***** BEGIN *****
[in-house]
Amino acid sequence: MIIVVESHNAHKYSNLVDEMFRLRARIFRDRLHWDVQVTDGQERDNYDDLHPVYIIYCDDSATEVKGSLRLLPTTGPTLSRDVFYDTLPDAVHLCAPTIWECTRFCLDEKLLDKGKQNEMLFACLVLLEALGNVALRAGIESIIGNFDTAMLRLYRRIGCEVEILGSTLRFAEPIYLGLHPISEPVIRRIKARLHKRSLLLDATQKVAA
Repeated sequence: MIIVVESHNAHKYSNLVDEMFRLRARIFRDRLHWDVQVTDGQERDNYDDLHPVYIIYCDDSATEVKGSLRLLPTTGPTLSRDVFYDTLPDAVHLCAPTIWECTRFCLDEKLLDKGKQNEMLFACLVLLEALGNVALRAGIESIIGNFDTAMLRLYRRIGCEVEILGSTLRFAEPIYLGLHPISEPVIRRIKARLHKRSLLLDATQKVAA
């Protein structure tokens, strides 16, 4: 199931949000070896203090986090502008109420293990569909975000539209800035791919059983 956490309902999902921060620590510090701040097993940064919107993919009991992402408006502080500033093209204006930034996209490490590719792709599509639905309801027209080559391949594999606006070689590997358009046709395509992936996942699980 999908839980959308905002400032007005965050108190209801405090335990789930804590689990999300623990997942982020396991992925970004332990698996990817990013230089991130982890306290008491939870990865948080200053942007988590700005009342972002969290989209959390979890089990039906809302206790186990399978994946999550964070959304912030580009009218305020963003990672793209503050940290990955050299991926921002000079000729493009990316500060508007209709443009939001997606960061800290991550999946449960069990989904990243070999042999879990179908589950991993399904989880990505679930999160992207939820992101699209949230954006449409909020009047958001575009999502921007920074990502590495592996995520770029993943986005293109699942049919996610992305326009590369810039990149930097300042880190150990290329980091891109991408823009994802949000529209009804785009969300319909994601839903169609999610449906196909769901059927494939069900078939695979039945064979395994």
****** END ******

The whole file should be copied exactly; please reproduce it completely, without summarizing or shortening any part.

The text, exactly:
[in-house]
Amino acid sequence: MIIVVESHNAHKYSNLVDEMFRLRARIFRDRLHWDVQVTDGQERDNYDDLHPVYIIYCDDSATEVKGSLRLLPTTGPTLSRDVFYDTLPDAVHLCAPTIWECTRFCLDEKLLDKGKQNEMLFACLVLLEALGNVALRAGIESIIGNFDTAMLRLYRRIGCEVEILGSTLRFAEPIYLGLHPISEPVIRRIKARLHKRSLLLDATQKVAA
Repeated sequence: MIIVVESHNAHKYSNLVDEMFRLRARIFRDRLHWDVQVTDGQERDNYDDLHPVYIIYCDDSATEVKGSLRLLPTTGPTLSRDVFYDTLPDAVHLCAPTIWECTRFCLDEKLLDKGKQNEMLFACLVLLEALGNVALRAGIESIIGNFDTAMLRLYRRIGCEVEILGSTLRFAEPIYLGLHPISEPVIRRIKARLHKRSLLLDATQKVAA
């Protein structure tokens, strides 16, 4: 199931949000070896203090986090502008109420293990569909975000539209800035791919059983 956490309902999902921060620590510090701040097993940064919107993919009991992402408006502080500033093209204006930034996209490490590719792709599509639905309801027209080559391949594999606006070689590997358009046709395509992936996942699980 999908839980959308905002400032007005965050108190209801405090335990789930804590689990999300623990997942982020396991992925970004332990698996990817990013230089991130982890306290008491939870990865948080200053942007988590700005009342972002969290989209959390979890089990039906809302206790186990399978994946999550964070959304912030580009009218305020963003990672793209503050940290990955050299991926921002000079000729493009990316500060508007209709443009939001997606960061800290991550999946449960069990989904990243070999042999879990179908589950991993399904989880990505679930999160992207939820992101699209949230954006449409909020009047958001575009999502921007920074990502590495592996995520770029993943986005293109699942049919996610992305326009590369810039990149930097300042880190150990290329980091891109991408823009994802949000529209009804785009969300319909994601839903169609999610449906196909769901059927494939069900078939695979039945064979395994």